2 Vols. 6,5, Lowndes. 1774. .

In reading over these two volumes, we probably imbibed so much of the philosophy of the fair heroine of the piece, as to render us less surreptible than ordinary to tender impreslions; for we can truly fay, we felt not one sensation either of pain or pleafure, during the whole of the time which we passed in conversation with this pretended philosopher in petticoats : who, by the way, is not much of a philofopher neither; for her history is as mere a novel-book, as any of the Miss Jessamys, or Delia Daintys, or Lady Flirts, or Sophy. Slamakins, that ever the circulating libraries produced. Art. 53. The Fashionable Daughter. Being a Narrative of true

and recent Facts. By an impartial Hand. Izmo. 35. Domville. 1774.

This story, from the minuteness of the detail, from the earnestness with which the transactions are related, and from the description of the characters introduced, appears to be really according to the professions of the Writer, a relation of true facts. It does not in.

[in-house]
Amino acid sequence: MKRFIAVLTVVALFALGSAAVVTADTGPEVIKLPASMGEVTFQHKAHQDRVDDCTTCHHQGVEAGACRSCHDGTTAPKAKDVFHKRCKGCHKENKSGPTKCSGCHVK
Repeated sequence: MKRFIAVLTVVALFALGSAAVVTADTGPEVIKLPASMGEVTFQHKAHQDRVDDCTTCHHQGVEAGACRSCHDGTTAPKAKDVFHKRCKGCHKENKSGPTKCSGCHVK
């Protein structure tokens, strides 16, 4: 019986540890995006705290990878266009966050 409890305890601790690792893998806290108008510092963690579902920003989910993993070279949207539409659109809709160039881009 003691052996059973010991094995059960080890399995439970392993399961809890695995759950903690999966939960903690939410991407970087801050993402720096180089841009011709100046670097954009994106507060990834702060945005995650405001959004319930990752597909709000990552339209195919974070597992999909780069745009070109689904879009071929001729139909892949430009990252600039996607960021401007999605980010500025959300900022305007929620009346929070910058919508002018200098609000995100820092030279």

deed contain adventures enough for a professed novel; and is to be : viewed rather as a narrative than as a literary compofition. The

outline of the story is short; a young Scots minister rafhly entered into a clandestine, but solemn, written, engagement with a young beauty, equivalent to a marriage ; but without the public forms, which were postponed to a more seasonable opportunity. Of this contra&t they availed themselves freely for some time, until the fa. cher discovering the connexion, is said to have behaved more absurdly than most fathers, however unfeeling, usually do on such occasions; and the levity of the lady is not the leait extraordinary circumstance in the adventure. Without denying the contract, or her letters in conse

quence